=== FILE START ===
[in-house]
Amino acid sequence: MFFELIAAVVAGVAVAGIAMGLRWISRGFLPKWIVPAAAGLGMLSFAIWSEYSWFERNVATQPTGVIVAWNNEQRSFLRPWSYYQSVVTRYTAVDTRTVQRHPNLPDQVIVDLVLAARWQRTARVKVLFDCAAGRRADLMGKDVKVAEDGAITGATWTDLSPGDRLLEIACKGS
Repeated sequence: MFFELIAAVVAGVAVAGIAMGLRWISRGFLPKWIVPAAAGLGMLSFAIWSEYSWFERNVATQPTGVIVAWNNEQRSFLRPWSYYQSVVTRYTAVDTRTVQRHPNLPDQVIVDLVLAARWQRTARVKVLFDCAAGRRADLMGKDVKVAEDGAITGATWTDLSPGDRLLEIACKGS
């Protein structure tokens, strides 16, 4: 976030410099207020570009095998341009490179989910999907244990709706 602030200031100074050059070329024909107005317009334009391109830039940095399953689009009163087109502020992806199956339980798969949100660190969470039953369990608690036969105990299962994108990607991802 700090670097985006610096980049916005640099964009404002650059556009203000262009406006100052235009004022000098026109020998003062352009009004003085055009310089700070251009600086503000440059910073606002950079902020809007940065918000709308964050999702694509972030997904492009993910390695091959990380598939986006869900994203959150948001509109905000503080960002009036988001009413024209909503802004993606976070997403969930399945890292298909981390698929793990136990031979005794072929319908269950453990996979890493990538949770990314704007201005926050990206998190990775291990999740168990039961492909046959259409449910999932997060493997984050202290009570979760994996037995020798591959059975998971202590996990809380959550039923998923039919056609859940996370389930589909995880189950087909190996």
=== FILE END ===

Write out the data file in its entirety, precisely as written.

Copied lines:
[in-house]
Amino acid sequence: MFFELIAAVVAGVAVAGIAMGLRWISRGFLPKWIVPAAAGLGMLSFAIWSEYSWFERNVATQPTGVIVAWNNEQRSFLRPWSYYQSVVTRYTAVDTRTVQRHPNLPDQVIVDLVLAARWQRTARVKVLFDCAAGRRADLMGKDVKVAEDGAITGATWTDLSPGDRLLEIACKGS
Repeated sequence: MFFELIAAVVAGVAVAGIAMGLRWISRGFLPKWIVPAAAGLGMLSFAIWSEYSWFERNVATQPTGVIVAWNNEQRSFLRPWSYYQSVVTRYTAVDTRTVQRHPNLPDQVIVDLVLAARWQRTARVKVLFDCAAGRRADLMGKDVKVAEDGAITGATWTDLSPGDRLLEIACKGS
């Protein structure tokens, strides 16, 4: 976030410099207020570009095998341009490179989910999907244990709706 602030200031100074050059070329024909107005317009334009391109830039940095399953689009009163087109502020992806199956339980798969949100660190969470039953369990608690036969105990299962994108990607991802 700090670097985006610096980049916005640099964009404002650059556009203000262009406006100052235009004022000098026109020998003062352009009004003085055009310089700070251009600086503000440059910073606002950079902020809007940065918000709308964050999702694509972030997904492009993910390695091959990380598939986006869900994203959150948001509109905000503080960002009036988001009413024209909503802004993606976070997403969930399945890292298909981390698929793990136990031979005794072929319908269950453990996979890493990538949770990314704007201005926050990206998190990775291990999740168990039961492909046959259409449910999932997060493997984050202290009570979760994996037995020798591959059975998971202590996990809380959550039923998923039919056609859940996370389930589909995880189950087909190996």